The Berlin Distillery That Decoded Chartreuse

In the late 1800s the Prussian Spirits Manufactory created—and replicated—over 8,000 recipes. More than a century later, it’s become a key player in the country’s craft spirits boom.

Recently, I glimpsed one of the most closely guarded secrets: a recipe for Chartreuse. The long-yellowed typewritten page was set out on a table in the center of a laboratory with wooden counters and red tiled floors. Blue lab coats hung on a coat rack beside a chalkboard with complicated equations. Hundreds of glass bottles, filled with exotic botanicals, crowded the shelves along one wall, and the formula too included many strange roots, barks and flowers. But when I began to copy them into my notebook, a worker looked my way and said apologetically, “Please don’t write that down.”

I had not infiltrated the French monastery near Grenoble, where Carthusian monks have distilled Chartreuse for more than 200 years. Rather, I was spending an afternoon at the Preussische Spirituosen Manufaktur, or Prussian Spirits Manufactory—a brick distillery in Berlin with a long history of its own.

In 1874, the Preussische Spirituosen Manufaktur was established by the newly unified German state as a spirits research and education center. At the time, northern Germany produced a variety of herbal liqueurs and a grain spirit called Korn, while southern Germany specialized in Obstbrand, or fruit brandy. But none of these products was particularly popular abroad. The Manufaktur was part of a German campaign to compete on the global spirits market against French Cognacs and British gins and whiskies. The resulting products were rarely sold outside Berlin, but the research was shared throughout the country to help distillers improve their craft.

Preussische Spirituosen Manufaktur Distillery Berlin

The scientists at the Manufaktur relied mainly on their noses and taste buds to break down and recreate complex flavors. As part of their research, they sometimes decoded the recipes for popular foreign spirits, like Chartreuse and Drambuie. Over the decades, they wrote up more than 8,000 recipes and stuffed them into folders, to be discovered later by Gerald Schroff and Ulf Stahl upon rebooting the distillery.

In 2005, Stahl crashed into Schroff, then a student in a restaurant-management program, on a ski slope in Austria. Stahl, a professor from the Technical University of Berlin, was interested in resurrecting the Manufaktur, which had fallen into disuse in the 1970s amid the economic malaise of a divided Berlin. Following their encounter, the two shared drinks at the lodge, and Schroff revealed that he’d been distilling Obstbrand since he was five, working alongside his grandfather in the Black Forest. Soon after, Stahl invited Schroff to Berlin.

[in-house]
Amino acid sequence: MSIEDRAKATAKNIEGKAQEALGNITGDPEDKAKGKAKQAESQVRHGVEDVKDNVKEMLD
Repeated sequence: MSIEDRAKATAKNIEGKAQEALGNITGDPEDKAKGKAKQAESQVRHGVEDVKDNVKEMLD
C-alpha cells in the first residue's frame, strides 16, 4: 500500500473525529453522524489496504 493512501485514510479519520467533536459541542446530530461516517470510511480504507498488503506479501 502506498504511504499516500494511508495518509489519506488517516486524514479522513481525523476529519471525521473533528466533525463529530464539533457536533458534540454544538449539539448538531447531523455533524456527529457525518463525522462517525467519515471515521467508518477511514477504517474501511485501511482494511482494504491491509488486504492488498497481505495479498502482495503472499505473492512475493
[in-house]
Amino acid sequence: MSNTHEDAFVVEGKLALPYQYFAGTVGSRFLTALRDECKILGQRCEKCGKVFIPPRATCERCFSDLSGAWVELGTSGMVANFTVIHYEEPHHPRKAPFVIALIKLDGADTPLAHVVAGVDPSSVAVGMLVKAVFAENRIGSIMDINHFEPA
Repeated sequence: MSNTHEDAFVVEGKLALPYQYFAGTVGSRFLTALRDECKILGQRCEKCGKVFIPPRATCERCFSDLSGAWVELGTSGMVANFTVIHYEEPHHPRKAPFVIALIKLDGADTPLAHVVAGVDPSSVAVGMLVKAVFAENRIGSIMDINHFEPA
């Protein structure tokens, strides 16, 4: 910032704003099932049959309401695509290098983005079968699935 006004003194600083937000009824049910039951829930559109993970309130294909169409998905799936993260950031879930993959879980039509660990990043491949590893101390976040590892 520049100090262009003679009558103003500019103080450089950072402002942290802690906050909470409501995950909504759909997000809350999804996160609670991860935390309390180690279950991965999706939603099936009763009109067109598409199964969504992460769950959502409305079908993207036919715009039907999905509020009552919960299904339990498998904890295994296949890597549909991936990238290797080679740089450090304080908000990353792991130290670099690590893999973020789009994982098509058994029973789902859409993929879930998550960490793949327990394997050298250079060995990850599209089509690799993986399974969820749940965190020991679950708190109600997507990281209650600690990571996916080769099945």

The Manufaktur was practically a ruin when they began. Schroff thought the windows were a milky glass until he cleaned them with a razor. “It was ethereal oil built up over 150 years,” he says. Today, their small team of distillers isn’t in the business of reproducing spirits—though Schroff says they could replicate Coca-Cola in a few hours if set to the task—but rather inventing their own. In doing so, they’ve helped to lead Germany’s craft distilling revival. “If you are a bartender and you want to know anything about these funny liquids you work with, there is no better place to visit than the Preussische Spirituosen Manufaktur,” says Oliver Ebert, whose Berlin bar, Becketts Kopf, specializes in mixing cocktails from German spirits. “You can see and learn how liquors and distillates were made in the old days and what craft really means.”

Preussische Spirituosen Manufaktur Distillery Berlin

Schroff and Stahl’s first project was a simple one: They wanted to modernize the Manufaktur’s very first product, Adler gin. Schroff and Stahl made a few tweaks—amping up the juniper, adding lemon peel and orange blossom for freshness—and in 2006, they took it to market. “I went from one hotel to another, and people said, ‘German gin? Are you crazy?’” Schroff says. The gin proved popular; it’s the Manufaktur’s best-selling spirit, and has been credited as the first in a recent wave of national gins.

Today, working with copper stills from the 1920s and ’50s, the Manufaktur has revived the Berlin pastime of liqueur making, producing flavors like cacao, galangal, egg and woodruff, as well as fruit brandies from sloe berries, mirabelle plums and sour cherries. Among the Manufaktur’s complex herbal spirits are Magenbitter and Danziger Goldwasser, which taste like top-shelf varieties of Jägermeister and Goldschläger. In the spirit of the original distillery, Schroff and Stahl have set up an apprentice program for young distillers; they work for three years while earning a master’s degree.

Schroff keeps the last surviving bottle of Adler gin from 1874 on a shelf in his office. On its label, I observed a fearsome Prussian eagle, the sort of iconography that disappeared after World War II. The bottle was half-empty and, like the coveted Chartreuse recipe, its contents inspired a desire for more knowledge than would be permitted. Schroff swore, however, that neither he nor anybody else had ever tried a sip. “That is the angel’s share of 140 years,” says Schroff. The missing gin was simply lost to time.

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Ben Crair is a writer based in Berlin. His writing has appeared in The New York Times, National Geographic and Bloomberg Businessweek